Fancy antique botanical illustrations of flowers will enhance your room’s décor by bringing the beauty of the garden outdoors, inside.
Fancy Antique Botanical Illustrations: Framed Bouquets!
These are exquisite botanical illustrations published for the Fairy Bower in 1846. These are a lovely set of six hand colored lithographs framed and ready to hang. Rare and great early American prints. Early high quality, hand colored lithographs from the mid 19th Century. Exemplary of some of the best hand coloring produced at the time. A perfect combination of lithography and intense water coloring with archival framing. Set of six $1800.
Antique flower prints in Pink. English hand colored engravings by Curtis and Edwards.
Fancy Antique Botanical Illustrations! The colors in these English 19th Century hand colored copper plate engravings are bright and in good condition. Coming from English periodic botanical magazines by Curtis & Edwards, these are the foldouts so please see the folds. The folds are definitive clue that these antique flower prints are authentic antiques. Perfect décor for your traditional home. Or as a great gift for garden lovers! Each old print measures about 9 1/2 x 11″ to 12″ $95. Each. Double rag matting to 14×18″ an additional $35. each.
Fancy Botanical Illustrations satisfied the demand of Gardeners!
The fancy flower prints shown here are all antique hand colored engravings and different kinds of lithographs. There were many complex crafts involved in producing realistic antique botanical illustrations like these. There was the art of creating the paper or paper making. Engraving was an art. There was the art of printing and publishing the work, book or subscription. Finally there was the art of hand coloring the illustrations. Only if you were great at water color illumination the final product was sellable.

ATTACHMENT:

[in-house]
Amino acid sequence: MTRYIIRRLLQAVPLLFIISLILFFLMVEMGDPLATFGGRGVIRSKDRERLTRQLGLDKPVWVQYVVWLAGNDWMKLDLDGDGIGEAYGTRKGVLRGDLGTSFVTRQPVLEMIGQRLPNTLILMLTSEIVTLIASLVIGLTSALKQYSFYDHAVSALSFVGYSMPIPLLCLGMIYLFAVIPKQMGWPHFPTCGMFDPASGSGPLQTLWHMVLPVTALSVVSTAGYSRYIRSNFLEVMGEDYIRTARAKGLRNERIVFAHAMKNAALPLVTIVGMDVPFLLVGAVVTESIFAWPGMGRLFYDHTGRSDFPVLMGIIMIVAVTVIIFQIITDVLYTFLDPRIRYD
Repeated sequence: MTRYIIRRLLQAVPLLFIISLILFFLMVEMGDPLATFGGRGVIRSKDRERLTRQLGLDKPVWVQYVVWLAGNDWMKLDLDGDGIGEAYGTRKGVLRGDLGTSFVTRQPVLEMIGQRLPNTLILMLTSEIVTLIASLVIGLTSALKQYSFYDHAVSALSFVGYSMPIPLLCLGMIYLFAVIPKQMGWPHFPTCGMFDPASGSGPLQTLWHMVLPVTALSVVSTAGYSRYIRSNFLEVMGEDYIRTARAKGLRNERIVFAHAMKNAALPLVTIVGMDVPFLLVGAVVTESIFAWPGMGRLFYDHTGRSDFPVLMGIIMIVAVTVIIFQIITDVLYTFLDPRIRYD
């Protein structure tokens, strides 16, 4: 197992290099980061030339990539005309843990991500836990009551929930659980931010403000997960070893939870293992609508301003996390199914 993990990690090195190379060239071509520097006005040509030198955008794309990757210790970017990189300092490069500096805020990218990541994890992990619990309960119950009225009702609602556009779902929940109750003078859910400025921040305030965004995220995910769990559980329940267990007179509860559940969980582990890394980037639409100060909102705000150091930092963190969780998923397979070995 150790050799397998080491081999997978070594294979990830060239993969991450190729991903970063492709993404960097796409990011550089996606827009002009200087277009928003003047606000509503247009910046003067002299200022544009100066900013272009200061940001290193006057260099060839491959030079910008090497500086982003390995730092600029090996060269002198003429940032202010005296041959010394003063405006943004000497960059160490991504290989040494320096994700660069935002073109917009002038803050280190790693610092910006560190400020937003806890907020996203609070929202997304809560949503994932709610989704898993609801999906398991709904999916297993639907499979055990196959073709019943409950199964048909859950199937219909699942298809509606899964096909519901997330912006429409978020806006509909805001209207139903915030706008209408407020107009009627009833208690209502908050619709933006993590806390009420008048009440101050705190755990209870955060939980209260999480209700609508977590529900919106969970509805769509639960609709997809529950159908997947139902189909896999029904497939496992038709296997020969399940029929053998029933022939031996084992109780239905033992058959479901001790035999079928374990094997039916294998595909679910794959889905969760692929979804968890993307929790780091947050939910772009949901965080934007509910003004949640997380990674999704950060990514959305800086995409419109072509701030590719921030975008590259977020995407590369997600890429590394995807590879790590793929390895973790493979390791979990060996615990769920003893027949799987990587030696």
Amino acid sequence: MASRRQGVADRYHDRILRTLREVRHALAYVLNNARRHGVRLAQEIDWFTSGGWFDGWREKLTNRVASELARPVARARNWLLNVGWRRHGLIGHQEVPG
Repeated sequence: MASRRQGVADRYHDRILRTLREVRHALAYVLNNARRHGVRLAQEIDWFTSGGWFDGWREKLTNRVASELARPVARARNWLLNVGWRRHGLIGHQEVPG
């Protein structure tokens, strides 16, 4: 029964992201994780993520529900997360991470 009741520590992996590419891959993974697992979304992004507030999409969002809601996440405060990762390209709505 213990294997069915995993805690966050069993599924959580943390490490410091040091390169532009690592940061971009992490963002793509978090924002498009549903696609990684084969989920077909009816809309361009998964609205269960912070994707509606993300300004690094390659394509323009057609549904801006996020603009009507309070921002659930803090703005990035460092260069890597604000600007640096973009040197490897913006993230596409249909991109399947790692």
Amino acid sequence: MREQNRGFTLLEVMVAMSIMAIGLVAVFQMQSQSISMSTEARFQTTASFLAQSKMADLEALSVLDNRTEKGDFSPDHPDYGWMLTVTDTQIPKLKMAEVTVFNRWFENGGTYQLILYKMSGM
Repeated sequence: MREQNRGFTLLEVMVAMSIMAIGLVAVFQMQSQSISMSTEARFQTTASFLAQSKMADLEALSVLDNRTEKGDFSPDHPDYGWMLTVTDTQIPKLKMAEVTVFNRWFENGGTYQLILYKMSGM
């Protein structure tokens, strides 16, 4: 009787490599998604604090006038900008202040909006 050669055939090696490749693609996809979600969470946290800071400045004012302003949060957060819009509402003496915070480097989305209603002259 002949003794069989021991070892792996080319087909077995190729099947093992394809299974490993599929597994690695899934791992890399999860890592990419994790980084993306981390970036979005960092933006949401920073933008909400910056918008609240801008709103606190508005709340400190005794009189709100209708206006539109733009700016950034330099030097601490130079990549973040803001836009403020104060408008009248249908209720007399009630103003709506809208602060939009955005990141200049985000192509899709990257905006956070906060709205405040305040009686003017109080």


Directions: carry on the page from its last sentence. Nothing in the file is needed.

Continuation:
Craftsmen and Tradesmen had life long careers in the 17th, 18th & 19th Centuries.
Tradesmen in the old days, had life long careers. This was true throughout history of working trades, until the turn of the 20th Century. Journeymen and Apprentices severed their “employers” for several years, up to 7 and 10 years, for a pittance of room and board at best. To become a tradesman, apprenticeships were required by law. This was the only way that could go on to open your own shop or to work as a professional engraver, colorist or printer, themselves. Debtor’s prison was an unfortunate place to end up for those individuals that tried to fast track the system.
Subscribing to Botanical magazines became a status symbol.
There was huge interest & demand to see pictures of the fancy and finest varieties of flora being grown everywhere. Others wanted more knowledge on gardening. It was a status statement and one was instantly IN if they could afford to subscribe and learn all this new information. Subscribers were immediately a part of the frenzy as the stream of information was delivered by direct mail, generally on a monthly basis. Garden lovers were wild to receive their latest issue of the magazines they subscribed to. This was one of the great pastimes for young women, doctors, clergy and other wealthy individuals who had disposable income for such luxuries.